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My wife's Mini has a leak in the coolant recovery tank, and she has been told by the dealer that her car is at risk of overheating without the coolant recovery tank.

Frankly, I don't believe it. Cars decades ago didn't have a coolant recovery tank, and there was always some amount of air mixed with the coolant. The coolant recovery tank serves two purposes: it prevents coolant from dripping on the ground (and thus being washed into the environment and eaten by wildlife), and keeps air out of the engine (thus making the cooling system more efficient at absorbing heat), but I don't believe it is absolutely necessary.

So, will modern engines overheat if there is no coolant recovery tank?

  • Been awhile, good to see you back. – DucatiKiller Mar 16 '16 at 15:24
  • I check most of my SE communities daily. But I avoid writing duplicate answers, as it's just plain rude, and I've learned the hard way not to supply an educated guess as an answer. Thanks for the kind words. – BillDOe Mar 16 '16 at 22:32
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tl dr; Not directly, but yes.

The purpose of a recovery or overflow tank is to allow for expansion of the coolant, then to recover it back into the radiator as things cool off. If the tank is not there (or it all leaks out), the radiator is pushing it out onto the ground without the ability to recover any of it. When things cool off, it sucks air back into the system. The air can cause hot spots with in the engine, same as if you haven't completely or properly burped the coolant system after you refill the antifreeze.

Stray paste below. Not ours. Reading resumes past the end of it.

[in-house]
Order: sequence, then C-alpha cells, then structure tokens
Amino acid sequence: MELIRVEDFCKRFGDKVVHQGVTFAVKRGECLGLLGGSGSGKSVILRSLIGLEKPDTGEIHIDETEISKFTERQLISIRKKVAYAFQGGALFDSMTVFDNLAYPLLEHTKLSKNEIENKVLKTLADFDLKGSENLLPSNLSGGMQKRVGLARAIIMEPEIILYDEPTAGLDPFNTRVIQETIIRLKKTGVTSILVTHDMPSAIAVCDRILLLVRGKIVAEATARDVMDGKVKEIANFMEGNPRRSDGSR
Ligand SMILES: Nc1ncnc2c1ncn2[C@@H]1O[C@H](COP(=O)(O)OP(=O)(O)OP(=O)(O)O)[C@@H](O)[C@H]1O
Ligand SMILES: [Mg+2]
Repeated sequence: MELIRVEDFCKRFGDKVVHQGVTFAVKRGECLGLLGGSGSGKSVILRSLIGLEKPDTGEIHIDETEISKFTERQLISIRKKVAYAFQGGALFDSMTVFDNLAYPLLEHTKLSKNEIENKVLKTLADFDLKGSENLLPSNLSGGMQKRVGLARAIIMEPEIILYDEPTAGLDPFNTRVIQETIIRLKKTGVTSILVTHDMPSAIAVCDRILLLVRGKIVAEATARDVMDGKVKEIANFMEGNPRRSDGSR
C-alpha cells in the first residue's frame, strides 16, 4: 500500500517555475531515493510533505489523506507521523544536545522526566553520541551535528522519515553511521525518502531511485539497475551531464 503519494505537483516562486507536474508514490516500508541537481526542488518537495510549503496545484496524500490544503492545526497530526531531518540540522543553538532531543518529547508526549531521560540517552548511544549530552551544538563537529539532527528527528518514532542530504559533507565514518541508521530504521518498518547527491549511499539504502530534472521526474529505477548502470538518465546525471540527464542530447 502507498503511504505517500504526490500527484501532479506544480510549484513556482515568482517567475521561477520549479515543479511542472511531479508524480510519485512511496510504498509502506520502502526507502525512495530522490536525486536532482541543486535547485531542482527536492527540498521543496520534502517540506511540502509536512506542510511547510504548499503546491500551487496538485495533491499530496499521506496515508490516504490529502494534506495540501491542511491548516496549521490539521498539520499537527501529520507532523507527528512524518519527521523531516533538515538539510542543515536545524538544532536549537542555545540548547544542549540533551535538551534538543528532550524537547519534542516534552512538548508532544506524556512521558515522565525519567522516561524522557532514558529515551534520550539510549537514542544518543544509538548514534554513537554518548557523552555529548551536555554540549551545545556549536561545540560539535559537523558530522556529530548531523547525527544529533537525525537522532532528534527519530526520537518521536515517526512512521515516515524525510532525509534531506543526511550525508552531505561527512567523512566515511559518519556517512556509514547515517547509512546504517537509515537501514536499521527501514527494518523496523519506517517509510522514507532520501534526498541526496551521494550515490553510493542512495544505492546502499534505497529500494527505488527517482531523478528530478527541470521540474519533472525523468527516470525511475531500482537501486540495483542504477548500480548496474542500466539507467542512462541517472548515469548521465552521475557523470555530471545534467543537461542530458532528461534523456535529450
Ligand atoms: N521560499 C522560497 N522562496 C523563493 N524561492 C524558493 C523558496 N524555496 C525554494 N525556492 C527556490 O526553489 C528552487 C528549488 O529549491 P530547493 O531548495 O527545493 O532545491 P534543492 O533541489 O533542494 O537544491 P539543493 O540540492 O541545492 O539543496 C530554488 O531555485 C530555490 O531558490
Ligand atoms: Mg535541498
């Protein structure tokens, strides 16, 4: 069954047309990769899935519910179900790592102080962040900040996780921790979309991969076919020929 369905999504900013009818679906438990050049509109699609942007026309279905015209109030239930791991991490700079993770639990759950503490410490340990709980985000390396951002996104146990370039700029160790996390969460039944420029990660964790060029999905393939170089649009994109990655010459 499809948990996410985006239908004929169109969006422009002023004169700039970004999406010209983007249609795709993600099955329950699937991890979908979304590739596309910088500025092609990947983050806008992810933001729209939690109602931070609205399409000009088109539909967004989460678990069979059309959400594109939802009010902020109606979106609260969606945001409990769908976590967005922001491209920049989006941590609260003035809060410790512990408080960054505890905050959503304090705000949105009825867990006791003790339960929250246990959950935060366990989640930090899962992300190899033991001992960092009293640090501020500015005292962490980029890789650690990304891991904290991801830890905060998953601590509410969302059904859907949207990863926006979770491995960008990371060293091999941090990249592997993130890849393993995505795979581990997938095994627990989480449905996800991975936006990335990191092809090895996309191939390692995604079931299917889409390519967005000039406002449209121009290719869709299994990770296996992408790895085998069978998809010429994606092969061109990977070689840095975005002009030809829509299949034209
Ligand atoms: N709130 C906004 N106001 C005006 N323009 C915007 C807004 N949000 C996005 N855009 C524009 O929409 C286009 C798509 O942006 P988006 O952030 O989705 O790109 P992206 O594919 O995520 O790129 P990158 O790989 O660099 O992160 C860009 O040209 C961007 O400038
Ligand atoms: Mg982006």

It may take some time, but sooner or later you'll have a great enough lack of coolant and your car will overheat. The only way around this is if you are checking and refilling every day before you drive your car.

As an alternative, you can seal the crack in your recovery tank until you can purchase a new one. There are plenty of sealants on the market which will do the job for you.

  • Thanks, Paulster. My wife is having the car serviced by her local mechanic next Monday (not dealer). – BillDOe Mar 16 '16 at 5:19
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The coolant recovery tank serves two purposes There is another function on newer cars. They maintain pressure in the system. Back in the day there was a spring-loaded radiator cap and the tank was not under pressure. On newer cars the overflow tank has a pressure cap on it.

The system has to be pressurized because pressure raises the boiling point of the coolant. Without the pressure there can be boiling in the system. Although the whole sytem may not boil over there can be localized boiling in the engine (usually near fast moving parts like the water pump vanes). These tiny steam bubbles cause two problems. First, steam has way less thermal conductance than liquid water so the parts where the bubbles are forming don't get cooled properly. Second, the steam bubbles form then collapse. They collapse with extreme speed and force, This is called cavitation and it causes rapid wear.

Here is a photo of cavitation on a marine propeller. Cavitation damage

And here is the kind of damage it causes on moving parts. Cavitation damage

Images from Wikimedia commons

  • I never considered the effects of cavitation. There was a special I saw some years ago about the Badlands of Washington (yeah, what's that got to do with cars), that said the collapse of cavitation bubbles can generate pressures of over 100,000 psi. Probably not so much in an engine's water pump, but still probably pretty respectable. Good additional info. Thanks. – BillDOe Mar 17 '16 at 5:10

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